Because, yes, Chat-GPT will steal our jobs. But not in the way most humanity scholars believe to be true. It will steal our busy work jobs that were bound to become obsolete, and will free our minds and bodies for more creative tasks. These are what we should be trained in, not what we should be abandoning. The mundane and memorizing that my generation and preceding ones spent their childhood education devoted to, that utility is what is dead in our modern workplace. The one thing that survives in original value are the ideas and prose yet to be written, but if we don’t have a proper writing education, that leaves us nowhere. Are all humanities majors doomed to be scavenging robots forever, stuck hitting our head on the same ceiling of knowledge, now stored precisely at everyone’s fingertips? To learn to be novel, and to argue novelly, that comes from within. You get that by learning how to write. A computer can’t do that for you, but neither can an exam. Scientific innovation has streamlined collecting and producing data; writing essays is easier than ever. We should revel in AI’s possibilities of expanding our writing rather than fear it. We can’t give up on our writing education just because of an obliviousness rooted in fear, or simply, misunderstanding.
Dr. Marguiles expressed the critical: In a growing, developing tech-centered world, historical and ethical systems still matter. Prose and style still matter. Language and argumentation still matter. Eloquence matters. As an alternative to Dr. Marguiles’ new prelim policy, I suggest a compromise between a test and an essay. I can understand the academic integrity nightmare traditional essays now bring with Chat-GPT. To combat these concerns, while also preserving the original shell of essay writing as much as possible, I propose proctored in-person essays. They can supervise us as we write and make sure we don’t use Chat-GPT, but allow us to tap into our usual resources, notes and slides as if it were a regular essay. This way, we can still channel our full efforts into a proper essay without the pressure of memorizing, while also avoiding the pitfalls of Chat-GPT cheating.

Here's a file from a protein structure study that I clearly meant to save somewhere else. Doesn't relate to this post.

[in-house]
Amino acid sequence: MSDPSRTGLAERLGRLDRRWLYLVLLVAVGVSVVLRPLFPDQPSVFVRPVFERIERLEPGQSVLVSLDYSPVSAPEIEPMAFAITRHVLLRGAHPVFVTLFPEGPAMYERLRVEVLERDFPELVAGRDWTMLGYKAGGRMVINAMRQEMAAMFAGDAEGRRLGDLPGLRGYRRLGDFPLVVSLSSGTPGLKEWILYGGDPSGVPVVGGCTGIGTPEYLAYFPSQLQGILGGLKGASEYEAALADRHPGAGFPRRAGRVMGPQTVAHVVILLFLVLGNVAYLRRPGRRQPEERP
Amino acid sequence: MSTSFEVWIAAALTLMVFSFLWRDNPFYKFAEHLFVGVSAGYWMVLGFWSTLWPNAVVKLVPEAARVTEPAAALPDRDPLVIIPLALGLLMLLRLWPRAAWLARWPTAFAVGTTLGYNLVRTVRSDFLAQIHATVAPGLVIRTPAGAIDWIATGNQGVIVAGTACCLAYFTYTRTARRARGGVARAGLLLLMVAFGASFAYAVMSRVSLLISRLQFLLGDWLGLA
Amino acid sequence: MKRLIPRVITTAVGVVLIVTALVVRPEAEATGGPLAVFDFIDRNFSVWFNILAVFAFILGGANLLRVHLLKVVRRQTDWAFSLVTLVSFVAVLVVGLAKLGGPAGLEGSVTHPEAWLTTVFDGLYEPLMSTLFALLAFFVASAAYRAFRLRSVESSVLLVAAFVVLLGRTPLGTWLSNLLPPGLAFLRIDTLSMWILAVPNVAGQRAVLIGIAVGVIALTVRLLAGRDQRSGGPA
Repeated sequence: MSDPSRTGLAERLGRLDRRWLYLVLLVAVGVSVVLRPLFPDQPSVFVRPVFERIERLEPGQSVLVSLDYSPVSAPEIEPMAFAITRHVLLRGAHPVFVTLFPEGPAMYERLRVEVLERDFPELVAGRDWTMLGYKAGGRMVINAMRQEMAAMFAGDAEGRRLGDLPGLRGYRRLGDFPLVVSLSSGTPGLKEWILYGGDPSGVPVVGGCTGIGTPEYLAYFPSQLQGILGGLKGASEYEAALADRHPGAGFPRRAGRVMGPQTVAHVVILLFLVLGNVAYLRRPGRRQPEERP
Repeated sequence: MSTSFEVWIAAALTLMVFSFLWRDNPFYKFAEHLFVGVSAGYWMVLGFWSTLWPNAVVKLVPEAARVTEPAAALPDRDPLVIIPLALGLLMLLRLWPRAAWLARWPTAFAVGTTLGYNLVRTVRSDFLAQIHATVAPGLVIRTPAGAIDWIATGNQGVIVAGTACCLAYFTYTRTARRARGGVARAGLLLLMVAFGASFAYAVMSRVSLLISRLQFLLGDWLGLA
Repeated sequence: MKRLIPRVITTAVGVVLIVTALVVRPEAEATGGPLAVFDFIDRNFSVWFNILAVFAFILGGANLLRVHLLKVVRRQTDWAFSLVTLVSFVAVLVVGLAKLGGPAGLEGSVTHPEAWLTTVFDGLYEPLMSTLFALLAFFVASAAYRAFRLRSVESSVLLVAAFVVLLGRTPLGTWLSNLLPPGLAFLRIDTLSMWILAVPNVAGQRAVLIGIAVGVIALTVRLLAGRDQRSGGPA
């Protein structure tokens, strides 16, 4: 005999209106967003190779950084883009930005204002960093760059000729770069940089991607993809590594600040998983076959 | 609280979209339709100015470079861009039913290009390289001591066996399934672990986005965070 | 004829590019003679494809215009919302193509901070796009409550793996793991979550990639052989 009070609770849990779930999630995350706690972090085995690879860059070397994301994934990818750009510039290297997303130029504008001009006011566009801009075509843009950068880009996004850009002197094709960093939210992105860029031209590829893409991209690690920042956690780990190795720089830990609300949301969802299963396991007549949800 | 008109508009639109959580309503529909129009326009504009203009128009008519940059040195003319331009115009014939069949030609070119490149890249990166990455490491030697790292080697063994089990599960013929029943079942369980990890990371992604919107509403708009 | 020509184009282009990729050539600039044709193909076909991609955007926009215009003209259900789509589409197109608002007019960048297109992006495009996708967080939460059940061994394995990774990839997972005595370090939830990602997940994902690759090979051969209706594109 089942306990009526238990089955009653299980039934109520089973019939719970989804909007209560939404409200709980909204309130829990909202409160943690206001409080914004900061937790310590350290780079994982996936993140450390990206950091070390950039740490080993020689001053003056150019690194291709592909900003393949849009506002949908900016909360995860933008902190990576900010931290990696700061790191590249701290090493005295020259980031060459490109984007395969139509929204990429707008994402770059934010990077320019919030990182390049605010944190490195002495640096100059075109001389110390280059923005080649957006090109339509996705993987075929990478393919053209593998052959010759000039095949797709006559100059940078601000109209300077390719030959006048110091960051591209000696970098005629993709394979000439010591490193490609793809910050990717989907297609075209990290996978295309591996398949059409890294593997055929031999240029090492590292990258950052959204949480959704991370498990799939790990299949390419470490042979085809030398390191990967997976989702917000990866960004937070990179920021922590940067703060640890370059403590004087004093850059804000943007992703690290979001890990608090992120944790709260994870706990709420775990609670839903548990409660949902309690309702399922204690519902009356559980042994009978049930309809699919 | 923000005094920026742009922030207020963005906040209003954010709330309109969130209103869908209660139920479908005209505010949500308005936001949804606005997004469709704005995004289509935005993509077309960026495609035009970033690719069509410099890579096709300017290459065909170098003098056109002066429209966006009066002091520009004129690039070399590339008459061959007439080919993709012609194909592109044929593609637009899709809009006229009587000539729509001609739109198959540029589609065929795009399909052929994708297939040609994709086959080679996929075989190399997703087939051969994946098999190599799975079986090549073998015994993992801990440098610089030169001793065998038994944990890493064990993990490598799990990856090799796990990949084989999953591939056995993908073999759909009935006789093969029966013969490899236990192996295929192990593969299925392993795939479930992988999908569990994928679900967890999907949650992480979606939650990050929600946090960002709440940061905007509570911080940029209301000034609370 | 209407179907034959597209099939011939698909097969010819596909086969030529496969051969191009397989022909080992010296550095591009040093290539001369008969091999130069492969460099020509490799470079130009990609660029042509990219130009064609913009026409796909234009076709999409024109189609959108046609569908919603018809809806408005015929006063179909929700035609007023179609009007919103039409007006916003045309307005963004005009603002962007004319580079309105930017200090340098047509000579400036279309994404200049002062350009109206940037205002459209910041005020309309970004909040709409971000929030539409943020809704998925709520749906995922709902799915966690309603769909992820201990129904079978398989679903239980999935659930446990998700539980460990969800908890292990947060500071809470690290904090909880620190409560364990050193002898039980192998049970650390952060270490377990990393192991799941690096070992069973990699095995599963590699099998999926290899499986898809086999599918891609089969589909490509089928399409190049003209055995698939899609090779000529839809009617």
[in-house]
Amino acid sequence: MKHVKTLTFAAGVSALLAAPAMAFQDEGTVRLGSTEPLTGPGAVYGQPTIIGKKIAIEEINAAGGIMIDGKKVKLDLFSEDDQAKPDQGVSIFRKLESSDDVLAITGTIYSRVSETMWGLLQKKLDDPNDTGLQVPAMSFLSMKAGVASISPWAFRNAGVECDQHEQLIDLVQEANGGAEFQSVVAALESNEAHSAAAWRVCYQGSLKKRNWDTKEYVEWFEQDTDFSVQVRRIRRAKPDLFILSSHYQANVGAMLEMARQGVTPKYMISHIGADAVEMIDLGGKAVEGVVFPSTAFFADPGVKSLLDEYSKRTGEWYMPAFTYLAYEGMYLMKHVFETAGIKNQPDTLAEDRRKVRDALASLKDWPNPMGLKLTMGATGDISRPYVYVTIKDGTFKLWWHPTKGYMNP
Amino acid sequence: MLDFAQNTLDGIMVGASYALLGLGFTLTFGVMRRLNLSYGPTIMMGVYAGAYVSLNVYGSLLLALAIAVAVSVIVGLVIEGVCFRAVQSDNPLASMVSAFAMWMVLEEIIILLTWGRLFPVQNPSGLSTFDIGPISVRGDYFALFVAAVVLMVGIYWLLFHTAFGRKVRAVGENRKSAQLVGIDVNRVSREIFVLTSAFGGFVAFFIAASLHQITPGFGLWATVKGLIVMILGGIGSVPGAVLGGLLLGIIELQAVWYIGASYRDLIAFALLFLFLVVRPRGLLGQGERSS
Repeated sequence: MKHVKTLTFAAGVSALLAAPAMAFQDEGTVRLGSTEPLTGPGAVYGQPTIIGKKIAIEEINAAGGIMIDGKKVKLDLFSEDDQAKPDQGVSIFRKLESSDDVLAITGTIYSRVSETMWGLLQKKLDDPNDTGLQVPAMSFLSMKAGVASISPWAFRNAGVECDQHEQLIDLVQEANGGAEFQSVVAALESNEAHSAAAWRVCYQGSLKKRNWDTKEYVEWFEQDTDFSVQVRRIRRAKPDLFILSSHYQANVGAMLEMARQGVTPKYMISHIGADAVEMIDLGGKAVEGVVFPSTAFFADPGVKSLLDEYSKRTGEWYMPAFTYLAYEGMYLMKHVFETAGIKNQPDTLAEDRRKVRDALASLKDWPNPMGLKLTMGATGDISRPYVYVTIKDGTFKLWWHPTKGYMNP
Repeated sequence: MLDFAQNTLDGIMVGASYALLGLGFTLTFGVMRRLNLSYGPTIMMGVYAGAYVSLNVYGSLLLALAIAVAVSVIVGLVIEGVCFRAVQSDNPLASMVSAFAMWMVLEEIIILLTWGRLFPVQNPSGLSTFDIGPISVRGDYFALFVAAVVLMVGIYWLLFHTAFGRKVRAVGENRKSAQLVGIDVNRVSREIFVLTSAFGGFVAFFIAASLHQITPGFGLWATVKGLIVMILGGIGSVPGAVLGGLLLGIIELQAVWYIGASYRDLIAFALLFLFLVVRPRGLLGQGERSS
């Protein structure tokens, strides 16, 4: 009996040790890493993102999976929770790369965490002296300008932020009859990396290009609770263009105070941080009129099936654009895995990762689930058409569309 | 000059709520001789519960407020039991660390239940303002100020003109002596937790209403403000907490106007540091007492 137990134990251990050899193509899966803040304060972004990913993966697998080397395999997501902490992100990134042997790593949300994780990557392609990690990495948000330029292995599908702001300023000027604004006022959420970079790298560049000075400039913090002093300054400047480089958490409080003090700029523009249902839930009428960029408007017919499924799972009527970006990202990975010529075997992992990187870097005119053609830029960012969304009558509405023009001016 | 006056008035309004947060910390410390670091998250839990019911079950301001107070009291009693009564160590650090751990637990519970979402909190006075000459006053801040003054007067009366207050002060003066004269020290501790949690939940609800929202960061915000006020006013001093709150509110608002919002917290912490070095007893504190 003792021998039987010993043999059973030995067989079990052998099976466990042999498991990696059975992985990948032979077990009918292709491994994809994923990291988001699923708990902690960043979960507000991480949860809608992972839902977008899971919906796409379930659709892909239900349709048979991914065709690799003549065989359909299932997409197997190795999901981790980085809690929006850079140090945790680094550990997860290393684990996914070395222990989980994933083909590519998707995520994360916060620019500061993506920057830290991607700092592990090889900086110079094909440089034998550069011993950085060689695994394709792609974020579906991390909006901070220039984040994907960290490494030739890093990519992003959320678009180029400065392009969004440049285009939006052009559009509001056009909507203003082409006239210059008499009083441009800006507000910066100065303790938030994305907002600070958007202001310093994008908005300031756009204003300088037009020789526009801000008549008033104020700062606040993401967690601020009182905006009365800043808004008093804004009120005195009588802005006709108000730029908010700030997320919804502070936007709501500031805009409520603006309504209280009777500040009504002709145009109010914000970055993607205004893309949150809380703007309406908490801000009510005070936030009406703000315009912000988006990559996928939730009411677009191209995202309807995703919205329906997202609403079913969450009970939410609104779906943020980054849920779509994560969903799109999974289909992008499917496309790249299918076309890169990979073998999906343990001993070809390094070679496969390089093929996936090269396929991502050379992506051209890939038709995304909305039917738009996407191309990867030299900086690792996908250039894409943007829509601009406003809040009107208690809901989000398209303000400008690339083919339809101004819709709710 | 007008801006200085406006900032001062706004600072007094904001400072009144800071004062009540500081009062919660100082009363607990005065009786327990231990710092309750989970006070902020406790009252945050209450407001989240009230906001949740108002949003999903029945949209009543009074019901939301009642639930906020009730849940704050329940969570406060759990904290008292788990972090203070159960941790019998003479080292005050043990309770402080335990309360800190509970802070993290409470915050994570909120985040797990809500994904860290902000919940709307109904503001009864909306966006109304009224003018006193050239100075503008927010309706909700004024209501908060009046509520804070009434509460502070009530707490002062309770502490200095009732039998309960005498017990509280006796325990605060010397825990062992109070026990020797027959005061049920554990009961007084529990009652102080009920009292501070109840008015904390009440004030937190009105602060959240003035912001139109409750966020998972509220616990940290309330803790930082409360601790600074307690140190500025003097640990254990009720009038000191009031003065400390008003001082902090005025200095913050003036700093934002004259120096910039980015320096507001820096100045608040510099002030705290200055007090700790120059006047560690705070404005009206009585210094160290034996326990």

So my plea to the humanists everywhere — do not take away the writing aspect of our education when we need it more than ever. We should always work to advance our writing, especially when we’re in college. If we regress to this traditional exam format, we admit defeat and become what Marguiles swore to destroy: unoriginal, unfeeling writers with basic arguments and an overemphasis on recitation and memorization. Just because machines can be human doesn’t mean we should be less human. It means we need to be more human than ever. Otherwise, what’s the difference?
Aurora Weirens is a third year student in the College of Arts & Sciences. Her fortnightly column The Northern Light illuminates student life and culture. She can be reached at [email protected].